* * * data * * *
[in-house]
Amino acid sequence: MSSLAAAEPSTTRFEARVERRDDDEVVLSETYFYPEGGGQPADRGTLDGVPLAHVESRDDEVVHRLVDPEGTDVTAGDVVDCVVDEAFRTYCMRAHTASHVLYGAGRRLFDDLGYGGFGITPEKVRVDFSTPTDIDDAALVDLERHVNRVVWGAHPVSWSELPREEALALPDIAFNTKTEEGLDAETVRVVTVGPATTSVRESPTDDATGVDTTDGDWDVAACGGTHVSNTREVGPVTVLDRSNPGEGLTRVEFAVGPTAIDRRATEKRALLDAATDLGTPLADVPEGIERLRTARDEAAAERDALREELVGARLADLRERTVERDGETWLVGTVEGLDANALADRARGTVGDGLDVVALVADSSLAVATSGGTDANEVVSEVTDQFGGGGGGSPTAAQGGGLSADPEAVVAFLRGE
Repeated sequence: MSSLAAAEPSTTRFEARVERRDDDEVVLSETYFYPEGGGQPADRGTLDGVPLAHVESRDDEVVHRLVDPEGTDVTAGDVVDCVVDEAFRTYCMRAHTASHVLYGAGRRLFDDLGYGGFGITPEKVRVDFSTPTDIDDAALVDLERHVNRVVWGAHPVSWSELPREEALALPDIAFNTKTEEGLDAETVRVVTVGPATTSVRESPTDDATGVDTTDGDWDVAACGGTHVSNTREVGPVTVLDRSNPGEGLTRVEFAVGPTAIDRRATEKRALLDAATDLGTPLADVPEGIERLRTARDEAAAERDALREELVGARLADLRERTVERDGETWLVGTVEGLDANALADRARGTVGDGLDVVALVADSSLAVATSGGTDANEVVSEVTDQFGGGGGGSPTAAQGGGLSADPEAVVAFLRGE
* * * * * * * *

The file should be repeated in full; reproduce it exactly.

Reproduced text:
[in-house]
Amino acid sequence: MSSLAAAEPSTTRFEARVERRDDDEVVLSETYFYPEGGGQPADRGTLDGVPLAHVESRDDEVVHRLVDPEGTDVTAGDVVDCVVDEAFRTYCMRAHTASHVLYGAGRRLFDDLGYGGFGITPEKVRVDFSTPTDIDDAALVDLERHVNRVVWGAHPVSWSELPREEALALPDIAFNTKTEEGLDAETVRVVTVGPATTSVRESPTDDATGVDTTDGDWDVAACGGTHVSNTREVGPVTVLDRSNPGEGLTRVEFAVGPTAIDRRATEKRALLDAATDLGTPLADVPEGIERLRTARDEAAAERDALREELVGARLADLRERTVERDGETWLVGTVEGLDANALADRARGTVGDGLDVVALVADSSLAVATSGGTDANEVVSEVTDQFGGGGGGSPTAAQGGGLSADPEAVVAFLRGE
Repeated sequence: MSSLAAAEPSTTRFEARVERRDDDEVVLSETYFYPEGGGQPADRGTLDGVPLAHVESRDDEVVHRLVDPEGTDVTAGDVVDCVVDEAFRTYCMRAHTASHVLYGAGRRLFDDLGYGGFGITPEKVRVDFSTPTDIDDAALVDLERHVNRVVWGAHPVSWSELPREEALALPDIAFNTKTEEGLDAETVRVVTVGPATTSVRESPTDDATGVDTTDGDWDVAACGGTHVSNTREVGPVTVLDRSNPGEGLTRVEFAVGPTAIDRRATEKRALLDAATDLGTPLADVPEGIERLRTARDEAAAERDALREELVGARLADLRERTVERDGETWLVGTVEGLDANALADRARGTVGDGLDVVALVADSSLAVATSGGTDANEVVSEVTDQFGGGGGGSPTAAQGGGLSADPEAVVAFLRGE